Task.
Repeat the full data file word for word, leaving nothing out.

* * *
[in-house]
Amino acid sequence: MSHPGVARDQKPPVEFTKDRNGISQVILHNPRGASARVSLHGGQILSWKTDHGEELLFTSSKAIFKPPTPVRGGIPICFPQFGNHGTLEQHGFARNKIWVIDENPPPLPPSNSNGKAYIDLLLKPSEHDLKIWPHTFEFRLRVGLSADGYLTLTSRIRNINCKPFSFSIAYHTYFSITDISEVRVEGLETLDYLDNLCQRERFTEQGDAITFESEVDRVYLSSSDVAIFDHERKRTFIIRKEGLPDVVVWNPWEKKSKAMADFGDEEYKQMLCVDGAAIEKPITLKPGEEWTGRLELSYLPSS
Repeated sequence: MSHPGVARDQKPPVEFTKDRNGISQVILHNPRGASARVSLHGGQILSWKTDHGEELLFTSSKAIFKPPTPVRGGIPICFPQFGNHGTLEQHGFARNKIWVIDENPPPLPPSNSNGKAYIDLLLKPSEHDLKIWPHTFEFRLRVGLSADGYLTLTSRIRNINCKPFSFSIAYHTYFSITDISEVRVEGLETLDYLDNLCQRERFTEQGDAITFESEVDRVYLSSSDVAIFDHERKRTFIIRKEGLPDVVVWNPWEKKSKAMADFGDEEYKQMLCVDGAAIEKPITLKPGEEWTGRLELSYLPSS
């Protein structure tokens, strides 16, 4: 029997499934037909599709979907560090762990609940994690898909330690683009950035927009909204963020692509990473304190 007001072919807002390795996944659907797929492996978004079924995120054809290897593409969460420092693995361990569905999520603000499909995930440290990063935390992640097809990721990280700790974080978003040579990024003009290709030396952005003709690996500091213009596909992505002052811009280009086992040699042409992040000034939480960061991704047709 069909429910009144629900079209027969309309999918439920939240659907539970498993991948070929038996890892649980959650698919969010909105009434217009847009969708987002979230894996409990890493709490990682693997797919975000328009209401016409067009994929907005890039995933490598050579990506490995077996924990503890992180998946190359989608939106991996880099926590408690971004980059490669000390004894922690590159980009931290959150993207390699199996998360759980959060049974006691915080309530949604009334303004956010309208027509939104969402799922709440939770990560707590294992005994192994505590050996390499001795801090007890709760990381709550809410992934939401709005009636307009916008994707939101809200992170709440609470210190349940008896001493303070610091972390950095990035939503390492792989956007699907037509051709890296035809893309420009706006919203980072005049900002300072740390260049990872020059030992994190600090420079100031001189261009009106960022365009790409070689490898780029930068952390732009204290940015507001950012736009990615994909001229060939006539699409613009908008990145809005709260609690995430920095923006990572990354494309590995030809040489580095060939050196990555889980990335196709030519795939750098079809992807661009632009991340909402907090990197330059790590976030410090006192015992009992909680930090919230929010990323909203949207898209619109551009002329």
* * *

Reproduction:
[in-house]
Amino acid sequence: MSHPGVARDQKPPVEFTKDRNGISQVILHNPRGASARVSLHGGQILSWKTDHGEELLFTSSKAIFKPPTPVRGGIPICFPQFGNHGTLEQHGFARNKIWVIDENPPPLPPSNSNGKAYIDLLLKPSEHDLKIWPHTFEFRLRVGLSADGYLTLTSRIRNINCKPFSFSIAYHTYFSITDISEVRVEGLETLDYLDNLCQRERFTEQGDAITFESEVDRVYLSSSDVAIFDHERKRTFIIRKEGLPDVVVWNPWEKKSKAMADFGDEEYKQMLCVDGAAIEKPITLKPGEEWTGRLELSYLPSS
Repeated sequence: MSHPGVARDQKPPVEFTKDRNGISQVILHNPRGASARVSLHGGQILSWKTDHGEELLFTSSKAIFKPPTPVRGGIPICFPQFGNHGTLEQHGFARNKIWVIDENPPPLPPSNSNGKAYIDLLLKPSEHDLKIWPHTFEFRLRVGLSADGYLTLTSRIRNINCKPFSFSIAYHTYFSITDISEVRVEGLETLDYLDNLCQRERFTEQGDAITFESEVDRVYLSSSDVAIFDHERKRTFIIRKEGLPDVVVWNPWEKKSKAMADFGDEEYKQMLCVDGAAIEKPITLKPGEEWTGRLELSYLPSS
């Protein structure tokens, strides 16, 4: 029997499934037909599709979907560090762990609940994690898909330690683009950035927009909204963020692509990473304190 007001072919807002390795996944659907797929492996978004079924995120054809290897593409969460420092693995361990569905999520603000499909995930440290990063935390992640097809990721990280700790974080978003040579990024003009290709030396952005003709690996500091213009596909992505002052811009280009086992040699042409992040000034939480960061991704047709 069909429910009144629900079209027969309309999918439920939240659907539970498993991948070929038996890892649980959650698919969010909105009434217009847009969708987002979230894996409990890493709490990682693997797919975000328009209401016409067009994929907005890039995933490598050579990506490995077996924990503890992180998946190359989608939106991996880099926590408690971004980059490669000390004894922690590159980009931290959150993207390699199996998360759980959060049974006691915080309530949604009334303004956010309208027509939104969402799922709440939770990560707590294992005994192994505590050996390499001795801090007890709760990381709550809410992934939401709005009636307009916008994707939101809200992170709440609470210190349940008896001493303070610091972390950095990035939503390492792989956007699907037509051709890296035809893309420009706006919203980072005049900002300072740390260049990872020059030992994190600090420079100031001189261009009106960022365009790409070689490898780029930068952390732009204290940015507001950012736009990615994909001229060939006539699409613009908008990145809005709260609690995430920095923006990572990354494309590995030809040489580095060939050196990555889980990335196709030519795939750098079809992807661009632009991340909402907090990197330059790590976030410090006192015992009992909680930090919230929010990323909203949207898209619109551009002329």